Our Perris foreclosure defense attorneys have watched the Home Affordable Modification Program from its beginning, and we've had concerns about lenders' compliance for almost as long. So we were extremely pleased to see a June 9 article from the New York Times announcing that it would withhold payments from three major banks for their failure to perform under HAMP. Wells Fargo, Bank of America and Chase will pay the penalties for a variety of failures. Ocwen Financial had a similarly poor record, but the Treasury Department declined to penalize it for reasons the newspaper did not fully explain. The penalties come 19 months after Treasury announced it would use such penalties; it did not answer questions about the lengthy delay.
The four banks earned their poor performance records through evaluations of seven specific actions, including searching for and identifying eligible participants; assessing eligibility correctly; and effective program management and reporting. Bank of America got one star out of three in four of the areas; Wells Fargo in three areas and Chase in one. Two of the banks issued press releases disagreeing with their evaluations, with Wells Fargo saying it would "formally dispute" the penalties. But critics said it didn't go far enough. Neil Barofsky, who resigned in March as the special inspector general for TARP, called the move a lost opportunity for accountability and Treasury's monitoring of the lenders' behavior "toothless." The payments being withheld totaled $24 million for the three banks in March. Treasury has spent $1.34 billion of the $50 billion earmarked for HAMP.
As Escondido foreclosure defense lawyers, we agree with Barofsky that Treasury could do more. In particular, we're surprised that this move didn't come sooner, since the threat of penalties was raised more than a year and a half ago. As law professor Katherine Porter told the newspaper's Bucks blog the next day, the move also doesn't address the underlying problems that have made HAMP less than successful. Homeowners can and do successfully sue their loan servicers for giving them the runaround under HAMP, and we've succeeded with su Congress Critical of HAMP During Testimony By Treasury and Mortgage Lenders ch claims. But HAMP does not explicitly give borrowers the right to sue or any right to fair dealing, which means those claims aren't as strong as we might like. And the fines, while they are a signal that the government is finally ready to penalize banks, don't do anything to directly help borrowers.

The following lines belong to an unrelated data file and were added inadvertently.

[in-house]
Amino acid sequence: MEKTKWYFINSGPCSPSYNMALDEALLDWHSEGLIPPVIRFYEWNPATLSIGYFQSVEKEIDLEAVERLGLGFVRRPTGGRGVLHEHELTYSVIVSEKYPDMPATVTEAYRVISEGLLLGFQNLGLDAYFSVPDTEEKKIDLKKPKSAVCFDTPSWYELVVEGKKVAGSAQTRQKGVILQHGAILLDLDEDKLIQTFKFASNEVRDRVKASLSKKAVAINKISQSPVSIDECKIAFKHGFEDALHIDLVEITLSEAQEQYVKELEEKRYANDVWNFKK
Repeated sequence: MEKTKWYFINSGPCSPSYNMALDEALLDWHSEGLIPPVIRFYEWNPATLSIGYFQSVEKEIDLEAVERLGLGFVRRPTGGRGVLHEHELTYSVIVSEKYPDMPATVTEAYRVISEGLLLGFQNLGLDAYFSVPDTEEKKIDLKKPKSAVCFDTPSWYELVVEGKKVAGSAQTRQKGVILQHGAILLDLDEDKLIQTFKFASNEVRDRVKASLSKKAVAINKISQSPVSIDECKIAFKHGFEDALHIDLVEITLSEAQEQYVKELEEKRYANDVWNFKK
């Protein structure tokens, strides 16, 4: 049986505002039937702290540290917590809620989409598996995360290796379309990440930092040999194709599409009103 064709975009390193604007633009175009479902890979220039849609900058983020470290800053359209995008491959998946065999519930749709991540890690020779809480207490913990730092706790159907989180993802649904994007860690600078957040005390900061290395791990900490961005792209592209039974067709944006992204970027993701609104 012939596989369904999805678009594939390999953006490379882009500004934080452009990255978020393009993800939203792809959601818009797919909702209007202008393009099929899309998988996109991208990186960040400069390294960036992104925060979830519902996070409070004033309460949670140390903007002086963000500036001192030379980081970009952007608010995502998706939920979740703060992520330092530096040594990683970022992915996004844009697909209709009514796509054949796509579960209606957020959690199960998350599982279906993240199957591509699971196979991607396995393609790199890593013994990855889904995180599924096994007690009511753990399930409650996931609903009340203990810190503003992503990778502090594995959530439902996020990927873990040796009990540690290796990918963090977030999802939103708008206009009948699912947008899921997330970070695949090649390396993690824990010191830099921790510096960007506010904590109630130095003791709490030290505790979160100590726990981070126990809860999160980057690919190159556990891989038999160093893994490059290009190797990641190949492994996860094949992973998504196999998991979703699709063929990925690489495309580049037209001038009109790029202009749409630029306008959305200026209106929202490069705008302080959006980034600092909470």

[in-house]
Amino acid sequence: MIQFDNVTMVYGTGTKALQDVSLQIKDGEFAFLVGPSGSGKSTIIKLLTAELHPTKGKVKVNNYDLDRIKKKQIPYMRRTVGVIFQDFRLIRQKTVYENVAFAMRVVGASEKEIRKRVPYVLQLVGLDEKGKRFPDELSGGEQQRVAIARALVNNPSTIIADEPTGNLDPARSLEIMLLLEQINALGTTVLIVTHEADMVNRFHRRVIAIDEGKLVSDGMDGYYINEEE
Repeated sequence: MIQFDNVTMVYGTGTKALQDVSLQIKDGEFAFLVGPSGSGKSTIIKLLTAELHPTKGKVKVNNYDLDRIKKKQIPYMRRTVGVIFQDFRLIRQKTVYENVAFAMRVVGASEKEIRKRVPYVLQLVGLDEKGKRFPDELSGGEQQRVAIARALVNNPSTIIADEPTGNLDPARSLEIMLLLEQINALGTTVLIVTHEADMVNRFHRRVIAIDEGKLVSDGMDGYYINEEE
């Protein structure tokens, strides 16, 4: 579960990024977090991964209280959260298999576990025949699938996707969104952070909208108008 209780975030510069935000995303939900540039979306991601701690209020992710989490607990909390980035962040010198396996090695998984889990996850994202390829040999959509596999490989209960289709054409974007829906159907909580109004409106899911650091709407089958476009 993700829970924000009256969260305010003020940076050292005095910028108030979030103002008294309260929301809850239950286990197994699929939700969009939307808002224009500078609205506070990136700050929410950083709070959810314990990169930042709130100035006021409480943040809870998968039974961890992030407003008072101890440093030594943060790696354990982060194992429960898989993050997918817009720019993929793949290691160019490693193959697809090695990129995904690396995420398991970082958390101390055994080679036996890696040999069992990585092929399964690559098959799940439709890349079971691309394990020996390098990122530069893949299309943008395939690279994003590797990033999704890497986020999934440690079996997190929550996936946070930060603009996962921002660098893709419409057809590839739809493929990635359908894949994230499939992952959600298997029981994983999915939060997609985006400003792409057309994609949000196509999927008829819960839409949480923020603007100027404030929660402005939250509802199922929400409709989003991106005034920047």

Howard Law PC directly helps borrowers all the time -- it's our job and one of our busiest areas of practice as Orange County foreclosure defense attorneys. We have successfully filed numerous lawsuits on behalf of homeowners who were mistreated under HAMP. Under the program's own rules, lenders must grant loan modifications if borrowers meet the qualifications -- period -- and must make temporary modifications permanent as long as borrowers have made their payments on time. Numerous loan servicers are ignoring those rules, as Treasury found -- and when they do, we help the borrowers sue. By getting the case in front of a judge, you can not only get an impartial second opinion, but often stop a foreclosure sale right away.
If you're tired of being misinformed, ignored and jerked around by your loan servicer, you should call Howard Law PC to see how we can help. For a free, confidential case evaluation, send us an email or call 1-800-872-5925 today.